In beginning the study, our group sat down and brainstormed the possible avenues we could take to tackle the problem of studying the behavioral reactions of fish to colour. After coming to a general consensus regarding an effective and appropriate experimental design, we set ourselves to work.
We are quite sure that our experimental design is statistically sound. We say this because in the beginning, the way we were testing was cause for major error. However, after the class presentation and participation, we received some very useful advice on how to make our design even better. For example, the suggestion of making all the fish bowls identical, as well as, the colour of the rocks on the bottom was implemented and improved the reliability of our tests. We also came up with a set criterion, which we didn't have before then, on which to observe our fish by. This eliminates most of the error of differing opinions and descriptions for the fish behaviour.
Unfortunately, we had a few mishaps along the way that may have caused the soundness of our experiment to be lessened. The problem was that many of our fish had died for reasons that are unclear, and they were replaced by new specimens. For example, one of the goldfish died, and another one was bought to replace it. Therefore, the test specimen was not kept constant, and different fish may have different reactions to each colour. The part of this that makes it alright is that none of the fish died after we started testing with the new criteria.
Unfortunately, no project is perfect…but the inability to achieve absolute perfection certainly hasn't decreased our efforts in trying! With careful planning and dedication, we have worked hard to create and perform an unbiased experiment.
Although our initial hypothesis was based on human behavioural reactions to certain color, our resulting data was being taken strictly from observation. To make certain that biases are not being used in forming group results, each individual of the group is testing their own fish. A few of us in the group, however, are testing the same species- the beta. Data is then collected from each member and similarities are taken into account as factual, unbiased data.
In guaranteeing that the data from our fellow class members is unbiased as well, we set up an area in the classroom that housed the fish we've been testing all this time. Not only did this allow the fish to be easily accessible to the students, it guaranteed that the exact same fish were being continually used throughout the study. With a posted timeline, each group was then responsible to test the fish (as a group) according to the time schedule. This schedule then aided in consistency within the class as to which color is being tested and when it's being tested. The data was then collected from each group and will be entered as "results" by our group.

Timeline for Experiment:

Week 6: Purchased fish: ~ Beta
~ Gold Fish
Experiment with the Control Group: observe the 'normal' behavior of the fish
and record
Post results on the web.

Week 7: Experiment with the color red
Compare our observations and post them on the course web site.

Week 8: Experiment with the color yellow, compare data, and post results.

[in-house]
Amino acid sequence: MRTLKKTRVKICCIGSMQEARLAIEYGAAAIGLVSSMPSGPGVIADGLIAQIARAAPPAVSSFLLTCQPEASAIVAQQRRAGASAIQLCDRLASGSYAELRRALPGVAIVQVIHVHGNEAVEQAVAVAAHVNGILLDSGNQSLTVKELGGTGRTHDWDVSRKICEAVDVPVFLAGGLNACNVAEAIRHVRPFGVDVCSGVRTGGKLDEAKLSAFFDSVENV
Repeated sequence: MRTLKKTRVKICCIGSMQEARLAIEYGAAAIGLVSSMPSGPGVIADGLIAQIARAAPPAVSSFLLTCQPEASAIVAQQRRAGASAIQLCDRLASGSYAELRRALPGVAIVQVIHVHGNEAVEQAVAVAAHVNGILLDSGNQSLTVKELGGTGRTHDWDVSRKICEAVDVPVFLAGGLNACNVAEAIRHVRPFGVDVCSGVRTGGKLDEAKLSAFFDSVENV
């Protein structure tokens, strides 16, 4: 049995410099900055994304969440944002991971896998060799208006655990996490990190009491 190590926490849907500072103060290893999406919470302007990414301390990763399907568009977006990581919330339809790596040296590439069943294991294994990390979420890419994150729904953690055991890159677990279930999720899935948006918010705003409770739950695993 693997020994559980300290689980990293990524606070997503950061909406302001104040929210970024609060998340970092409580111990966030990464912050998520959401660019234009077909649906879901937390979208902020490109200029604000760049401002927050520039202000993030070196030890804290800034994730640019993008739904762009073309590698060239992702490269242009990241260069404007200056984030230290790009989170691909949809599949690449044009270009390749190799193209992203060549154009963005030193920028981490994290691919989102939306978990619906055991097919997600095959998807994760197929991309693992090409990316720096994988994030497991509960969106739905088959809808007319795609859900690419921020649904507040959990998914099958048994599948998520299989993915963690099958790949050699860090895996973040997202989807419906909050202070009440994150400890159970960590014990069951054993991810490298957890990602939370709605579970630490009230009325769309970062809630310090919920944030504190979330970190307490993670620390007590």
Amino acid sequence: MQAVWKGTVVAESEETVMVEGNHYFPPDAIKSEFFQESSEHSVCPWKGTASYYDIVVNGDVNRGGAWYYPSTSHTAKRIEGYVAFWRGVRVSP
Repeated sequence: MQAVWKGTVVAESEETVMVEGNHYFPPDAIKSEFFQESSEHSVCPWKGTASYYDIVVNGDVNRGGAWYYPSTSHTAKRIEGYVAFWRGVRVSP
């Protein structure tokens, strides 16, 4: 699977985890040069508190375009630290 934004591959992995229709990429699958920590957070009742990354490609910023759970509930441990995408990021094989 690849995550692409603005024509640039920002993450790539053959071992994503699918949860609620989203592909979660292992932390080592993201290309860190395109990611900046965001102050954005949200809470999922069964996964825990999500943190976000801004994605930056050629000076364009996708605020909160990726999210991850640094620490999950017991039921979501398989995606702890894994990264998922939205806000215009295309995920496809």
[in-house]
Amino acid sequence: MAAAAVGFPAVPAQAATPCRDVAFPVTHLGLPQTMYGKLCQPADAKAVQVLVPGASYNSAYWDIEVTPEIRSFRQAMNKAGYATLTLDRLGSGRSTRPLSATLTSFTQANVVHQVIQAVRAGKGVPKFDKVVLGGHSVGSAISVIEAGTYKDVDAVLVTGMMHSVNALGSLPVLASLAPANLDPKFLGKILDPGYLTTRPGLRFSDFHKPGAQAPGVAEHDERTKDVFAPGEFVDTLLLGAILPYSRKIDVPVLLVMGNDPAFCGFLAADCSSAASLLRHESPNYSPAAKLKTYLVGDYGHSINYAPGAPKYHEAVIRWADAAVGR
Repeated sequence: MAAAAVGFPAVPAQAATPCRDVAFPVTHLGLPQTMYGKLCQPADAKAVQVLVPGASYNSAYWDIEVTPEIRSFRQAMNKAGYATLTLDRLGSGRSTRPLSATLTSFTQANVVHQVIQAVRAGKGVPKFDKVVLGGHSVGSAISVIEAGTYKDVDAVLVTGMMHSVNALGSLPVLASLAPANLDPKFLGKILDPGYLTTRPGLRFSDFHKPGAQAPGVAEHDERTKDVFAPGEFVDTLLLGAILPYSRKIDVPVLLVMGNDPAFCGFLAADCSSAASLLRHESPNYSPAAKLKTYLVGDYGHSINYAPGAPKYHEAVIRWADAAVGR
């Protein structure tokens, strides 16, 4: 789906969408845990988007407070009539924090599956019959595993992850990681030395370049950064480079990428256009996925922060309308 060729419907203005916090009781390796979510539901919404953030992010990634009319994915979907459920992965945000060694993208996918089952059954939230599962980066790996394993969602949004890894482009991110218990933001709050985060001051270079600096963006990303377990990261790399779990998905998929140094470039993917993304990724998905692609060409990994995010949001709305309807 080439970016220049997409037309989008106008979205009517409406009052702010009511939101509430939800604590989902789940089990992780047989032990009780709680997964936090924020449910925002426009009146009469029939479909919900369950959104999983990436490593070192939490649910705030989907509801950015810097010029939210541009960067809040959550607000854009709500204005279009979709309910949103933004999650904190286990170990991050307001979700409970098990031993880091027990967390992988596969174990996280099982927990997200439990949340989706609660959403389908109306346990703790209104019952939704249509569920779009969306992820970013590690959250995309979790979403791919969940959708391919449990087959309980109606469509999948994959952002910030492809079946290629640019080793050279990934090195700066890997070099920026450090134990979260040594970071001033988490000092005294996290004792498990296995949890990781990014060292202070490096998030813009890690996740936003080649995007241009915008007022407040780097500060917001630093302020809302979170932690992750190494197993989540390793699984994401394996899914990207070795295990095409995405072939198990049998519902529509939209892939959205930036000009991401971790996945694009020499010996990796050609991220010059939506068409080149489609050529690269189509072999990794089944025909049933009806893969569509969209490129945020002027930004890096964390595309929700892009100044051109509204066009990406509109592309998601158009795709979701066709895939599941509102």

Work on our Lab Packet and make worksheets.
Week 9: Experiment with the color blue, compare data, and post results.
Final Student Generated Lab Packet due!

Week 10: Experiment with the color orange, compare data, and post results.

Week 11: Experiment with the color green, compare data, and post results.

Week 12: Experiment with the color black, compare data, and post results.

Week 13: Experiment with the color white, compare data, and post results.

Week 14: Reevaluate experimental design and decide that it needs improvement, so
buy identical fishbowls and rocks, organize a list of evaluation criteria, and
spend each day of the week testing a color (three times a day for three
minutes, with a minute rest in between). Record results for each. Search for
other vertebrate/color studies in order to post research to use as preceding
reference in our study.

Week 15: Enter data into Stat view, analyze data, discard Roy's fish data
due to unforeseen complications in standardized survey, and present lab
project to class.

Week 16: Student Generated Lab Due!!!
Make revisions to previous written lab. Post final lab on the web.
Turn in a floppy disk and paper copy
Data Table

The guidelines we came up with are:
-When the coloured paper is put up against the fish bowl, what direction is the fish facing? Looking at the paper, or away? Or to what side?

-When color is applied, what quadrant (the fish bowls have been marked off into four quadrants by a horizontal line and a vertical line across the top) is the fish in? 1, 2, 3, or 4?

-What quadrant, if any, does it move to, and how long did it take the fish to move there?

-What hemisphere is the fish in? (the water level in every bowl has been made the same and it's been marked off, in the middle, to have a top and a bottom hemisphere)

-Does the fish change hemispheres? If so, how long does it take the fish to move?

We've decided that we're going to test one colour a day and do three, three-minute repetitions with a one-minute break in between. Each day of the week we're going to change the colour and when we've gone through all the colours, we'll start the cycle again. This process should help insure the integrity of our tests of each colour.
The data table we will use to record our observations is:

Species of Fish Date Colour Observations based on the questions above